India, 1707-c. 1850
The Mughal emperor Aurangzeb died in 1707, marking an end to his restrictive policies toward the Hindus. Various Hindu states were fortunate under weaker Mughal rulers to take over a very large part of the realm in the course of the 18th century. The plundering of Delhi in 1739 by the Persian Nadir Shah was also a serious blow to the Mughal Empire. Nadir Shah took such large quantities of booty from the Mughals’ treasuries home to Iran that his Persian subjects were exempted from taxes for several years. With few financial resources and a drastically reduced territory, the Mughals ceased to be a political and artistic force.
The Mughal Empire was split up at the same time, when the provincial governors in Bengal and Awadh in the east and the Deccan in the south gained de facto independence, though they still formally recognized Mughal suzerainty. These Muslim states survived for only a short while, since they were under constant pressure both from the Hindu states and from India’s new power player, Great Britain. This colonial empire had become the dominant force from around 1800 through the expansive East India Company. The British deposed the last Mughal in 1858. France’s hope of gaining influence in India, in contrast, had been shattered along with the southern realm of Mysore, whose militant Muslim leader, Tipu Sultan, was killed by British forces in 1799.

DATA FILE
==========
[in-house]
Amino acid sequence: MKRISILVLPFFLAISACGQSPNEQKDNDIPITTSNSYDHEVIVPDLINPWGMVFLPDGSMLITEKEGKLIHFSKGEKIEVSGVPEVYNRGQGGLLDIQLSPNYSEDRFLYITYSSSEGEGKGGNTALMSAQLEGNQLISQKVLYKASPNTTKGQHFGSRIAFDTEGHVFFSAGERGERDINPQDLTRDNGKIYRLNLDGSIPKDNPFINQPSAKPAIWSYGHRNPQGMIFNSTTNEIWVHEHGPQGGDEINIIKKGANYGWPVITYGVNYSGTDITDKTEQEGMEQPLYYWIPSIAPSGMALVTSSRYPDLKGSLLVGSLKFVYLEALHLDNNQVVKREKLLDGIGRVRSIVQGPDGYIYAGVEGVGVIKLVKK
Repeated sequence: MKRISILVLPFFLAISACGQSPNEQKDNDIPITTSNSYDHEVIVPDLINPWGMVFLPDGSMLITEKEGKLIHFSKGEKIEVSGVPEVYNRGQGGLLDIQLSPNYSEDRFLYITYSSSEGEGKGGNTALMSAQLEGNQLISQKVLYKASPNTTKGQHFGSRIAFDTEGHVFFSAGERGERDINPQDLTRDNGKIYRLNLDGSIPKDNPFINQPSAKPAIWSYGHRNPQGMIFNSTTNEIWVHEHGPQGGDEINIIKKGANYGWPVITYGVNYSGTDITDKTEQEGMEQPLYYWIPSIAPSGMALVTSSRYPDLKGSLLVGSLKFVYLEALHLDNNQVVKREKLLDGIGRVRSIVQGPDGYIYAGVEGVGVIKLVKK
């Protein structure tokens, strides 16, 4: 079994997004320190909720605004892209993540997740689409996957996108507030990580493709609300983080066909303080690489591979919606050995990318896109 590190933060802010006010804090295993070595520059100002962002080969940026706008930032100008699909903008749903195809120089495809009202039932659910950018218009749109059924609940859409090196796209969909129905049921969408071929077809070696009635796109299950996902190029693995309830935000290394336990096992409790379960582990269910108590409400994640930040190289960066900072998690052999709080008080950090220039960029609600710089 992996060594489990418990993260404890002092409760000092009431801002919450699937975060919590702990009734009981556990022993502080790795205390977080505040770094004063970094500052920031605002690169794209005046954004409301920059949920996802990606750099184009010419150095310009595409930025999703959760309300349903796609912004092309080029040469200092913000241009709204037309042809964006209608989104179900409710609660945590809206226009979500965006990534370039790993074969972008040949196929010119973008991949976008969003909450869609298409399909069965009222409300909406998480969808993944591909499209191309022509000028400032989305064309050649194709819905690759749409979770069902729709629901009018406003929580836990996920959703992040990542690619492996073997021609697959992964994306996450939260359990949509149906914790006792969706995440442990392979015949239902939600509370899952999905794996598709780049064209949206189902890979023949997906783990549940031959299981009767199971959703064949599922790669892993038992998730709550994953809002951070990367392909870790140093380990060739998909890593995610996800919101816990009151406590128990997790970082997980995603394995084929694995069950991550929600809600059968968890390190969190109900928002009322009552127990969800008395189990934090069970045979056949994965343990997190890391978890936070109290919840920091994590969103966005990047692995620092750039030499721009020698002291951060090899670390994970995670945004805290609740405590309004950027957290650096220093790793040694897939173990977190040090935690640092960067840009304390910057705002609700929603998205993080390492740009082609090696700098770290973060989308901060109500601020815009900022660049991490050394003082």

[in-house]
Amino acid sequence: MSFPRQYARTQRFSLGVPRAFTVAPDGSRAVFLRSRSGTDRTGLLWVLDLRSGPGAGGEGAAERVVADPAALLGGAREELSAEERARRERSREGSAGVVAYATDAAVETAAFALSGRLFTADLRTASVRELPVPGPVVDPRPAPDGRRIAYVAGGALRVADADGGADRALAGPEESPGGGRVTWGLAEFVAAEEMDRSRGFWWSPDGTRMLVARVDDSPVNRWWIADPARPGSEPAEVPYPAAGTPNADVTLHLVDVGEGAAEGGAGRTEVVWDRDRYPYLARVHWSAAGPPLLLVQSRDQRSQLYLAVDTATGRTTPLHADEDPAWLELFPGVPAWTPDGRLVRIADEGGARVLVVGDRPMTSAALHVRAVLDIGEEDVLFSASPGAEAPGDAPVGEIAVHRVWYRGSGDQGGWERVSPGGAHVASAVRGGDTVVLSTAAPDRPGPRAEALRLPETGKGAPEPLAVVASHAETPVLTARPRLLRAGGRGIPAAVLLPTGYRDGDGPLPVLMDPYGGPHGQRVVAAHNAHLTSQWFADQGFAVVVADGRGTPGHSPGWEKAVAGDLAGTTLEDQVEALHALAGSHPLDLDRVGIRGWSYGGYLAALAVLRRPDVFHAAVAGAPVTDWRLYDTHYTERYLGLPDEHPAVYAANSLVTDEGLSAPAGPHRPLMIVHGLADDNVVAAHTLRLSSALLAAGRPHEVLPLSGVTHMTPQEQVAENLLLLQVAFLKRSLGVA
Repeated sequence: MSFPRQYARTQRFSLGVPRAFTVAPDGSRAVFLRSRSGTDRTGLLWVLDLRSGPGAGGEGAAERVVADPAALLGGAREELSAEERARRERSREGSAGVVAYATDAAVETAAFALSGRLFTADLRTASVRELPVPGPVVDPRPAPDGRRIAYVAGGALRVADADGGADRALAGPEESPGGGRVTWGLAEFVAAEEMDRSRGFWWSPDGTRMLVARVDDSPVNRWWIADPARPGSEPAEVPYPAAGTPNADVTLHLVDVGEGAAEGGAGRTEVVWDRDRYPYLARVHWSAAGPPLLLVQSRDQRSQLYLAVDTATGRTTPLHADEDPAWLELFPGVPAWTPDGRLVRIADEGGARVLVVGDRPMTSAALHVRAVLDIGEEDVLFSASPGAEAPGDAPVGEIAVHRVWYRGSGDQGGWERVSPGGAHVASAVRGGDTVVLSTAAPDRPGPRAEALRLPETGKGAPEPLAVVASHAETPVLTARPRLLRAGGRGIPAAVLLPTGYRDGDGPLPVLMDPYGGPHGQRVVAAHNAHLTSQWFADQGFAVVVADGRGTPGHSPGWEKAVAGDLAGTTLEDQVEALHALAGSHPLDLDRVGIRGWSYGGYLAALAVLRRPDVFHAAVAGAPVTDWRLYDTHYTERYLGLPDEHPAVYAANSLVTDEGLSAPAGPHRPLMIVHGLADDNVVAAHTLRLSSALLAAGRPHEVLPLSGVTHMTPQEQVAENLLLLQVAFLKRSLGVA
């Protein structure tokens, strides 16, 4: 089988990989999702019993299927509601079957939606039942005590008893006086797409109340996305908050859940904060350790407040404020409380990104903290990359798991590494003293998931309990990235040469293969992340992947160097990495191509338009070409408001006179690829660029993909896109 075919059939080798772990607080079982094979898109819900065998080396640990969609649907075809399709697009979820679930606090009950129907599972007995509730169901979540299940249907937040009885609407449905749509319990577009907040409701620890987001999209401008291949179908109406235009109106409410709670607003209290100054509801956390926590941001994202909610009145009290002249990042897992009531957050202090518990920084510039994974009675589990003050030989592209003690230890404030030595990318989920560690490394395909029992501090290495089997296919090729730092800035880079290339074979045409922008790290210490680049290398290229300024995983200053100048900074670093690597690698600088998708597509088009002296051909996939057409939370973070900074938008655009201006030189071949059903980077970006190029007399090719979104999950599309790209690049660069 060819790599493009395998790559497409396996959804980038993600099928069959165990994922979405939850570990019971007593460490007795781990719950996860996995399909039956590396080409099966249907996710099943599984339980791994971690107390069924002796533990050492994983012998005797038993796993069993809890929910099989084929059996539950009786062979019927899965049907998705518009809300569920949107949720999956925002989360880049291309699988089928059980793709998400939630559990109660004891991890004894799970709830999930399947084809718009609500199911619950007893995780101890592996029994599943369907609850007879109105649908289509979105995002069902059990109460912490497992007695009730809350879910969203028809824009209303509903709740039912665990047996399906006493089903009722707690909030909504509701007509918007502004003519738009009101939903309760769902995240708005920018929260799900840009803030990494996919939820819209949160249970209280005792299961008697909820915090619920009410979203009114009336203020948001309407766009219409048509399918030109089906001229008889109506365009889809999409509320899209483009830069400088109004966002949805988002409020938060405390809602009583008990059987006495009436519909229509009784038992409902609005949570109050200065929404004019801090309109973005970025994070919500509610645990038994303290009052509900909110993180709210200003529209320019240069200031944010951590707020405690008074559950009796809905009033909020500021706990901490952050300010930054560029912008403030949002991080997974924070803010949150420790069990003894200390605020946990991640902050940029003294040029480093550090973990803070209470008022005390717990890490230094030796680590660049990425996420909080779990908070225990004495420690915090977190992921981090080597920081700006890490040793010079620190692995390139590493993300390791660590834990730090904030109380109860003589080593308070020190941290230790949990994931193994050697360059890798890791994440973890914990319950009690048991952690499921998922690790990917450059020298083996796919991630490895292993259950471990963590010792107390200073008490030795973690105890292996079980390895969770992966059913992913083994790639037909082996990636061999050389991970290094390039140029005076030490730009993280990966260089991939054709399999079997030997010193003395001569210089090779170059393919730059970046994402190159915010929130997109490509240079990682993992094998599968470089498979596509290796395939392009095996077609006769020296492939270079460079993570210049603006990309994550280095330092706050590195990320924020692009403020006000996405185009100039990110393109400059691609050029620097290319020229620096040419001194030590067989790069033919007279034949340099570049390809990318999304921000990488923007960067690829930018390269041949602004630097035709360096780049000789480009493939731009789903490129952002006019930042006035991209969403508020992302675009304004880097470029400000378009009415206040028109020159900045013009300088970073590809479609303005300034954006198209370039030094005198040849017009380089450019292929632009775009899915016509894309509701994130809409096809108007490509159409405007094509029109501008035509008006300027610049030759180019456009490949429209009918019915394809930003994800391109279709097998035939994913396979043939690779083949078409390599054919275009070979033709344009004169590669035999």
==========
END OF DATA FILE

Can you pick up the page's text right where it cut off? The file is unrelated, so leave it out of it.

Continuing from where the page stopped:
British expansion was finally stopped in the northwest at Afghanistan, after numerous failed invasion attempts. Throughout the Islamic period, the Afghan region had shared its fate with Iran and India, in turns, but in around the middle of the 18th century, a member of the local Abdali family, Ahmad Khan, founded an Afghan realm that for a period even controlled Sindh, Beluchistan, and most of Kashmir and Punjab.
The many artists who had previously worked for the Mughals sought employment during the empire’s decline in the new Muslim courts in Murshidabad, Lucknow, Faizabad, and Hyderabad. In Rajasthan, the Hindu rulers had been subject to the Mughals, but their brief period of independence revived local artistic production. A significant new style emerged in which the varied repertoire of motifs in Mughal art was combined with other elements that belonged to local, ancient Indian traditions. Colonial British influence on Indian artists also grew as they increasingly adopted European models for their work, among other things through commissions from employees of the East India Company.